The United States on Thursday granted Iraq a 30-day waiver to keep importing Iranian gas despite American sanctions, two Iraqi officials told AFP, the shortest extension yet.
The US slapped tough sanctions on the Iranian energy sector in late 2018 and has granted Iraq a series of waivers, usually for 45, 90 or 120 days. Baghdad relies on gas and electricity imports from its neighbour Tehran to supply about a third of its power grid, crippled by years of conflict and poor maintenance.
"This is the final extension," one source at the Iraqi president's office told AFP.
The source said Washington had been frustrated that Iran was meddling in the government formation process in Iraq.
Adnan Zurfi, who has had close ties with US officials since the American-led invasion of Iraq in 2003, was nominated on March 17 and has a month to pull together his cabinet.
"The US did not want to put Zurfi in a difficult position by not renewing the waiver," a second senior Iraqi official told AFP, confirming the 30-day extension.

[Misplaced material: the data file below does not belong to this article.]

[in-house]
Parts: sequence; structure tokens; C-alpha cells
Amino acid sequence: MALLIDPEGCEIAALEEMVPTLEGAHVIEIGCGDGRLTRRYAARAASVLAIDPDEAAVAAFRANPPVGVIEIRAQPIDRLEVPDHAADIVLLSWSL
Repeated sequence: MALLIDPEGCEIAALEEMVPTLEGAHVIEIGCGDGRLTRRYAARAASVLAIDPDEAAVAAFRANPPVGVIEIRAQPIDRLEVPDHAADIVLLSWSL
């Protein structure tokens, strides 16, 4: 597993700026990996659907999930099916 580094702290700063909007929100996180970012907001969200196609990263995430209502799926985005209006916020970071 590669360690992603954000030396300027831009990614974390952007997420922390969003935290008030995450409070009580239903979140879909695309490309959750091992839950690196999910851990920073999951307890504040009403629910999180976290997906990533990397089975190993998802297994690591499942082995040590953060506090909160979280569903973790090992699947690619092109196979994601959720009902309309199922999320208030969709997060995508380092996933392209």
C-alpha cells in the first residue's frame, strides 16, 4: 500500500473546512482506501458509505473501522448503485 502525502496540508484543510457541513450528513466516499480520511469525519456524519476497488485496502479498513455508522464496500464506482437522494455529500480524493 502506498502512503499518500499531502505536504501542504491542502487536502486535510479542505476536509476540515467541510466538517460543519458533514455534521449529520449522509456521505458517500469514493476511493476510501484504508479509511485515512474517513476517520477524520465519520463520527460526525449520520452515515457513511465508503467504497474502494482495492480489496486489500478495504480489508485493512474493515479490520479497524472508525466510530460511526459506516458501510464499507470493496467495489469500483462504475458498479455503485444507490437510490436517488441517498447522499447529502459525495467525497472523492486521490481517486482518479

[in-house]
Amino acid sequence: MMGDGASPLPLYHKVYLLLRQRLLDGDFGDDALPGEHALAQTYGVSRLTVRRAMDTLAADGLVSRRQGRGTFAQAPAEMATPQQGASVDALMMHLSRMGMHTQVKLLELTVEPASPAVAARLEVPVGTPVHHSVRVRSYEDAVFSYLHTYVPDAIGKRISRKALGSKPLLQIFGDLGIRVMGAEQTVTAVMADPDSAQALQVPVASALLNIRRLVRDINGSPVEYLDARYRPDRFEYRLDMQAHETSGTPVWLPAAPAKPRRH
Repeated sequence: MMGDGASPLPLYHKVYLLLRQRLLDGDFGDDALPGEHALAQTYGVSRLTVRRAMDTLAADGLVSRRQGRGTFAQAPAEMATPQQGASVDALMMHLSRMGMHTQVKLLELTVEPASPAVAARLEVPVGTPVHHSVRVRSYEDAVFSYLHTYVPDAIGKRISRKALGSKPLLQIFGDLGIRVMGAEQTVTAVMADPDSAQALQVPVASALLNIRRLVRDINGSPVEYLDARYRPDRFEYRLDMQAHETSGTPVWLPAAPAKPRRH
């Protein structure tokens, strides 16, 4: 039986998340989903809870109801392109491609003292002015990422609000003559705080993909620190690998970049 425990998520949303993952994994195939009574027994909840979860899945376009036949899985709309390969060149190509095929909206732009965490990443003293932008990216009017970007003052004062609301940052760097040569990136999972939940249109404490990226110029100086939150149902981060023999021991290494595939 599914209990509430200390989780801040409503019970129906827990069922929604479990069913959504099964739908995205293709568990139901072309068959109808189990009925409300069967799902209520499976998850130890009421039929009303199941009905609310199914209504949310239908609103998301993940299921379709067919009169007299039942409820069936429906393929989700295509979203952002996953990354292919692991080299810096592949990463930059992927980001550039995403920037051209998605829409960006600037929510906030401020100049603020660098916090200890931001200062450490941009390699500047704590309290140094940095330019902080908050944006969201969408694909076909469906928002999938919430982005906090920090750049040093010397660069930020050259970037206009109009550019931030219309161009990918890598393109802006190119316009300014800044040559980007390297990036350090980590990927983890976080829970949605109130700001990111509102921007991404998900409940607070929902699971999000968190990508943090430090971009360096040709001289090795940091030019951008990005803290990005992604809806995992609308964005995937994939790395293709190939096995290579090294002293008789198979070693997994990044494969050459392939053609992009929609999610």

The official said Baghdad had prepared a checklist at the beginning of the last 45-day waiver period of ways the country could decrease its reliance on Iranian oil.
"But we haven't been able to accomplish any of them because of the circumstances," the source said.
Iraq has been hit by a cocktail of crises in recent weeks, including the government formation stalemate, collapsing oil prices and the novel coronavirus pandemic.
OPEC's second-biggest producer relies on crude exports to fund more than 90 percent of its state budget, but the crash to a price of under $30 per barrel puts it in jeopardy.
The COVID-19 virus has also spread across the country, with nearly 350 confirmed cases and 29 deaths announced by the health ministry.